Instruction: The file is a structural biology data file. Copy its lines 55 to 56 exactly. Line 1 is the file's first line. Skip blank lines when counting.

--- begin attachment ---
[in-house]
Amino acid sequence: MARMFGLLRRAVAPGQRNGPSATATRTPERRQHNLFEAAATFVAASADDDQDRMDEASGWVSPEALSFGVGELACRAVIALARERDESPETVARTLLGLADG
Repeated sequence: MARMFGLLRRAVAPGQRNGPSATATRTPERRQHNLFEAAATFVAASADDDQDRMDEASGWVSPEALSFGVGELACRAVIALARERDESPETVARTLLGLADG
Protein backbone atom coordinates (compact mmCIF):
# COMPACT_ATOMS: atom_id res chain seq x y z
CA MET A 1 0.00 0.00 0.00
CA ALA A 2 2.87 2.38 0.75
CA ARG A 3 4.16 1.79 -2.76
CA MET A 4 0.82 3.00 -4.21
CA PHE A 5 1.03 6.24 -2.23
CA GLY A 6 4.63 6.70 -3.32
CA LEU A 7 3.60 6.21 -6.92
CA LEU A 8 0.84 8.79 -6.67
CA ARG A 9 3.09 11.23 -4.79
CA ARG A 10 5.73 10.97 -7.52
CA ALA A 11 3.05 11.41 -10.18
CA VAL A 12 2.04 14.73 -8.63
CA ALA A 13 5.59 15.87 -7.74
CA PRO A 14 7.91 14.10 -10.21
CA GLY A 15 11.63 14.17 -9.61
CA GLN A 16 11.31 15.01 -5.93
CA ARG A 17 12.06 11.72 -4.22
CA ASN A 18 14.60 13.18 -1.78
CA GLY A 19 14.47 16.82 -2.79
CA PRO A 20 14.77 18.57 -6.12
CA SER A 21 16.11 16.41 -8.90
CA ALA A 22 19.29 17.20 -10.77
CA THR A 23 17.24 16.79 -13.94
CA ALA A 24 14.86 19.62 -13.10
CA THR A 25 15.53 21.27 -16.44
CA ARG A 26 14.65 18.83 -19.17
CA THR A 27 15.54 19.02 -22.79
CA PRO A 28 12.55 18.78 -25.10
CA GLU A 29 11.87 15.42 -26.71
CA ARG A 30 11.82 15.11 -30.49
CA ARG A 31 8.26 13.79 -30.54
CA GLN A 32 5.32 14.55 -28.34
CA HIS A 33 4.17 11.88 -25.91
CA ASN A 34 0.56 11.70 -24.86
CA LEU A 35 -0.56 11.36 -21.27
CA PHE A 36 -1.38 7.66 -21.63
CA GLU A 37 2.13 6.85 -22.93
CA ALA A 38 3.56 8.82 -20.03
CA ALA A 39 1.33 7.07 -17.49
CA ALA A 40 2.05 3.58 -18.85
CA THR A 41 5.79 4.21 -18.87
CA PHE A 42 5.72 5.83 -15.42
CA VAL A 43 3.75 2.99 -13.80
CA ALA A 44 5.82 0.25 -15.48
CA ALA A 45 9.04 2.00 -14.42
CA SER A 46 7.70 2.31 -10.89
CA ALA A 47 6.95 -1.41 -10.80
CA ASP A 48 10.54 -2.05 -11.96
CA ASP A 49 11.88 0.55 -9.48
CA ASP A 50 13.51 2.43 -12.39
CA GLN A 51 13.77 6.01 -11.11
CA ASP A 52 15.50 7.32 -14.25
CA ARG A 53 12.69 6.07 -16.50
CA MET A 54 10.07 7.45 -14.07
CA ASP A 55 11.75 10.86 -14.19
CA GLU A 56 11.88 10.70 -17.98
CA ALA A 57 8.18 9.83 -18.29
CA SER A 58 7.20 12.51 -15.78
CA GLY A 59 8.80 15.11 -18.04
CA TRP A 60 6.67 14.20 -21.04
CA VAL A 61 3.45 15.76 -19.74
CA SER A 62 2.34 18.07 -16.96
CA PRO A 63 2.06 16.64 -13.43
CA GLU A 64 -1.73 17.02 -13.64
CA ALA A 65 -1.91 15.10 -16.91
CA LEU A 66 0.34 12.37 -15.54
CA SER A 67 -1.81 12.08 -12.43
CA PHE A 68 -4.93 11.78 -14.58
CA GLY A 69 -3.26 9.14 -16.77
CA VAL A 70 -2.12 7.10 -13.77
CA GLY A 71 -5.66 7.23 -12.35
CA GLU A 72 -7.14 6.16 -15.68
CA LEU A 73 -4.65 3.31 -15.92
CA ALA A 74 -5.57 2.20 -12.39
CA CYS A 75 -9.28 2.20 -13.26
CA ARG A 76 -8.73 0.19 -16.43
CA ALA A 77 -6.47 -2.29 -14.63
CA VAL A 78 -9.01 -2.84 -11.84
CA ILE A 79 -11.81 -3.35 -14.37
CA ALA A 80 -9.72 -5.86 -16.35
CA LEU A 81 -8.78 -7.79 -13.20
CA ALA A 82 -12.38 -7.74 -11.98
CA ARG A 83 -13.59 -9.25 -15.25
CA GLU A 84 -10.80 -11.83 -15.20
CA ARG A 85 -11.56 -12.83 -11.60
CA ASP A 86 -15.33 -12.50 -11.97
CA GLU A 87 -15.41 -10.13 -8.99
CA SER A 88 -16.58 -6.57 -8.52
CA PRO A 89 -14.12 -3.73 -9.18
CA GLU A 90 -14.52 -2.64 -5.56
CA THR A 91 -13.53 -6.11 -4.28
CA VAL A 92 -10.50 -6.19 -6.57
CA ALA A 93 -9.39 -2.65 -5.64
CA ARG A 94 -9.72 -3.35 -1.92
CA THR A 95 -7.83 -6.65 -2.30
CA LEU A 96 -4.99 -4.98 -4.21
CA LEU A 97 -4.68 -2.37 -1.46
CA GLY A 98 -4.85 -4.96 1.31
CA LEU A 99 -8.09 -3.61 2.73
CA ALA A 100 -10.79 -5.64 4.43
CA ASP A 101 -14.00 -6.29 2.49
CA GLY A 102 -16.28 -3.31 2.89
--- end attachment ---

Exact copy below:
CA ASP A 50 13.51 2.43 -12.39
CA GLN A 51 13.77 6.01 -11.11